EndToEnd Test Framework for package creators

May 15, 2011 at 1:36 PM

I really love the EndToEnd test framework you have written for NuGet. I want to adapt it to allow end-to-end testing of custom nuget packages.

Specifically, this means that the workflow I want to achieve is the following:

  1. Build the library 
  2. Run Unit/Integration test
  3. Build NuGet Package
  4. Install built package into acceptance test project that verifies end-to-end functionality
  5. build acceptance tests project
  6. run acceptance test

Using the command line nuget.exe doesn't cut it since it won't install packages into csproj's. Any input on how to achieve step number 4? I imagine such a facility would be incredibly useful for package creators to test their nupkg.

May 16, 2011 at 10:18 PM

This is tricky to achieve, because the only reliable way to install a package to a VS project is to do it inside VS. The command line nuget.exe never touches the .project file.

That being said, we may consider adding support for this in the future. We also welcome contribution ;-)

May 16, 2011 at 11:12 PM

@dotnetjunky: I wonder if we could have the packages.config file have a section where it can handle autorun kind of scenarios? So that when VS is loading and we are initializing NuGet it could kick off what ever the script is especially things like PowerShell scripts. Although I am not sure if that could potentially introduce some sort of a security threat.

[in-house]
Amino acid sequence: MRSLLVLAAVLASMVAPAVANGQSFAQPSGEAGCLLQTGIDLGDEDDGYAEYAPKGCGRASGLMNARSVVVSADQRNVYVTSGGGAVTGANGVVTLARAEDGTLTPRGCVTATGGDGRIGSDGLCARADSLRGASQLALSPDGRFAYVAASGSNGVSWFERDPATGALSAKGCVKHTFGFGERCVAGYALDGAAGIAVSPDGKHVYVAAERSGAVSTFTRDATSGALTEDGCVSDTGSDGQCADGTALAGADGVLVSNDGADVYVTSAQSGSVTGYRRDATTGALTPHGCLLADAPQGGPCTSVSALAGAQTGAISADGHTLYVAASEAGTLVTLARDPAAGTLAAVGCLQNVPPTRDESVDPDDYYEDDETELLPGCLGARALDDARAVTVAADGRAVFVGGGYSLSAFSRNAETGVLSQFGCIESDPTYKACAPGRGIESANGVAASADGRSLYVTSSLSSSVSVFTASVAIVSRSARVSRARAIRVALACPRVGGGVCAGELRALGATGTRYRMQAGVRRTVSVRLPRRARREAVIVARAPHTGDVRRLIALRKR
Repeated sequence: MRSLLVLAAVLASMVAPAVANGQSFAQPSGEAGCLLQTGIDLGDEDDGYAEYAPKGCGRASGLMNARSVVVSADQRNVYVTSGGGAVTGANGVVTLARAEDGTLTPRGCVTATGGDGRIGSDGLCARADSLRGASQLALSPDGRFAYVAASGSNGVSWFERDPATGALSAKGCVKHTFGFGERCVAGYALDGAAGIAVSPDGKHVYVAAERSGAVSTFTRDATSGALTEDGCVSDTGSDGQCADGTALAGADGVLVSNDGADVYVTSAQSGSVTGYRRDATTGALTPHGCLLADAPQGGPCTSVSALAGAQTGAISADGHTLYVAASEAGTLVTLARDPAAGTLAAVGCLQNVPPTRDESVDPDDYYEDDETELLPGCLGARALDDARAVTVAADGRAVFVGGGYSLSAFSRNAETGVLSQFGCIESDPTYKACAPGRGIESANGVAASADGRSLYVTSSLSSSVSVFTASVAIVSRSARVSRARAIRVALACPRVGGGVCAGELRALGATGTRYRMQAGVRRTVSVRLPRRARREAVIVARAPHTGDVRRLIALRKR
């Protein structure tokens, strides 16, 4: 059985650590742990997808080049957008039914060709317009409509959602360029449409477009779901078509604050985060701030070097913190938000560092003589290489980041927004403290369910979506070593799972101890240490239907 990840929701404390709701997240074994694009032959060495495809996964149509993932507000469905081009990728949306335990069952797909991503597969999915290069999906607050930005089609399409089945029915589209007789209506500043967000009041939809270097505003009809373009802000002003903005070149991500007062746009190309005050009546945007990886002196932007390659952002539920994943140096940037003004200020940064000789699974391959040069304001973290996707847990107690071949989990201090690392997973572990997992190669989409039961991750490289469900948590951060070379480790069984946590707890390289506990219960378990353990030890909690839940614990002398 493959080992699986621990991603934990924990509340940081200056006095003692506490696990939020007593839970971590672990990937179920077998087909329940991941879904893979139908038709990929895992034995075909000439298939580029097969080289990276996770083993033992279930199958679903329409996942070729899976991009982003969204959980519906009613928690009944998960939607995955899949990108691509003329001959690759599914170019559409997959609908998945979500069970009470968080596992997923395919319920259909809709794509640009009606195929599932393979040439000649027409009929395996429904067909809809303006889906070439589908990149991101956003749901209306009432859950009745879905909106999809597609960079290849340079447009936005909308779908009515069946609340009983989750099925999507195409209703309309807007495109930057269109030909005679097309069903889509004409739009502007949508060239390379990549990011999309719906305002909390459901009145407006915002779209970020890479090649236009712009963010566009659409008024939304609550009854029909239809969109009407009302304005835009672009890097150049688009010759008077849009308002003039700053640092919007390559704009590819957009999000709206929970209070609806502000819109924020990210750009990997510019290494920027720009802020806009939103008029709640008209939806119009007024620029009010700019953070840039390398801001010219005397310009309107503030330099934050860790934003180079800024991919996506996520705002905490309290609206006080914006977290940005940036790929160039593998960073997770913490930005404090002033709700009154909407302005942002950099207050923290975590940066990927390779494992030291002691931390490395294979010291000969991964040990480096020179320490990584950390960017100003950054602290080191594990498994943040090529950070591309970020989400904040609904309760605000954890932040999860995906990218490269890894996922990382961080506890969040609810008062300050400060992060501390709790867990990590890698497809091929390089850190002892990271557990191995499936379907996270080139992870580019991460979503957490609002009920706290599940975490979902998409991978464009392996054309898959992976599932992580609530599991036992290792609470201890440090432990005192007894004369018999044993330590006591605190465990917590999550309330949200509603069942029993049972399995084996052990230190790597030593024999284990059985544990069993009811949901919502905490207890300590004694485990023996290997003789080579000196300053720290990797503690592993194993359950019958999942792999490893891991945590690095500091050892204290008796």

May 16, 2011 at 11:49 PM

Now I'm confused. JohannesRudolph said he wants to be able install the packages from nuget.exe. How does your suggestion help?

May 17, 2011 at 1:09 AM

@dotnetjunky: I did it again :) What I was thinking was the following:

We don't want to be modifying the project files outside of visual studio so what I was thinking of the process was this:

  1. Build the library
  2. Run Unit/Integration test
  3. Build NuGet Package using commandline pack command
  4. Update the packages.config file with something that would tell VS NuGet extension to execute it on Project Load (this could execute the powershell script to install the package(s) needed for the functional testing)
  5. Execute Functional Testing of the new NuGet package

Hopefully this makes more sense